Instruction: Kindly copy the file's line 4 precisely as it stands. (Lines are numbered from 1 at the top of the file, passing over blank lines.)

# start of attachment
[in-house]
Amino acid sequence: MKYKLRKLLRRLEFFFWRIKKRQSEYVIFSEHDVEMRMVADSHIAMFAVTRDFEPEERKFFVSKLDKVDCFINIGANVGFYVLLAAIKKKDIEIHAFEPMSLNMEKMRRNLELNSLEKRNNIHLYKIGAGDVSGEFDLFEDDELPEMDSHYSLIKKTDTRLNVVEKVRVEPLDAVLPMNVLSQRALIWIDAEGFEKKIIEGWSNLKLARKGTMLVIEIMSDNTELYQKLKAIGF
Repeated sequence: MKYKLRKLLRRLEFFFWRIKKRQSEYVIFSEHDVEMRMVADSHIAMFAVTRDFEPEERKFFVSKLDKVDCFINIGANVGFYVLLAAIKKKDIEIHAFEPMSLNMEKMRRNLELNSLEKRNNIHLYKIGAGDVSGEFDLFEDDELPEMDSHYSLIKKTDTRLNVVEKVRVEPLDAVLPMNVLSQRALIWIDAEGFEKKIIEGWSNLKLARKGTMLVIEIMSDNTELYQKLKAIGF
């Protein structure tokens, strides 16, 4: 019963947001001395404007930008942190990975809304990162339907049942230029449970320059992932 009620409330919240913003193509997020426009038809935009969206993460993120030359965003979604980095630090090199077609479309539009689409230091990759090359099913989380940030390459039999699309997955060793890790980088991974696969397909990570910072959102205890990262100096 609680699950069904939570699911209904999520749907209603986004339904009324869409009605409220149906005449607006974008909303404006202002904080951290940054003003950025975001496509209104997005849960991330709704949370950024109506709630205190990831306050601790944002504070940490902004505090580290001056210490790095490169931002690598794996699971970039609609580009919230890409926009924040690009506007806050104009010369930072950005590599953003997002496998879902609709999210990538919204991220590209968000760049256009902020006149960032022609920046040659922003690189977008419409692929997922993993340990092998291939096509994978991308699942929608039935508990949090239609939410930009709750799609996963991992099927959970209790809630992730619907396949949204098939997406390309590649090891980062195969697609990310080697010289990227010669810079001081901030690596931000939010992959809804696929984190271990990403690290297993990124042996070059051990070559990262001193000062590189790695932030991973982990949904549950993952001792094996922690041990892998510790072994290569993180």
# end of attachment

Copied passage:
């Protein structure tokens, strides 16, 4: 019963947001001395404007930008942190990975809304990162339907049942230029449970320059992932 009620409330919240913003193509997020426009038809935009969206993460993120030359965003979604980095630090090199077609479309539009689409230091990759090359099913989380940030390459039999699309997955060793890790980088991974696969397909990570910072959102205890990262100096 609680699950069904939570699911209904999520749907209603986004339904009324869409009605409220149906005449607006974008909303404006202002904080951290940054003003950025975001496509209104997005849960991330709704949370950024109506709630205190990831306050601790944002504070940490902004505090580290001056210490790095490169931002690598794996699971970039609609580009919230890409926009924040690009506007806050104009010369930072950005590599953003997002496998879902609709999210990538919204991220590209968000760049256009902020006149960032022609920046040659922003690189977008419409692929997922993993340990092998291939096509994978991308699942929608039935508990949090239609939410930009709750799609996963991992099927959970209790809630992730619907396949949204098939997406390309590649090891980062195969697609990310080697010289990227010669810079001081901030690596931000939010992959809804696929984190271990990403690290297993990124042996070059051990070559990262001193000062590189790695932030991973982990949904549950993952001792094996922690041990892998510790072994290569993180």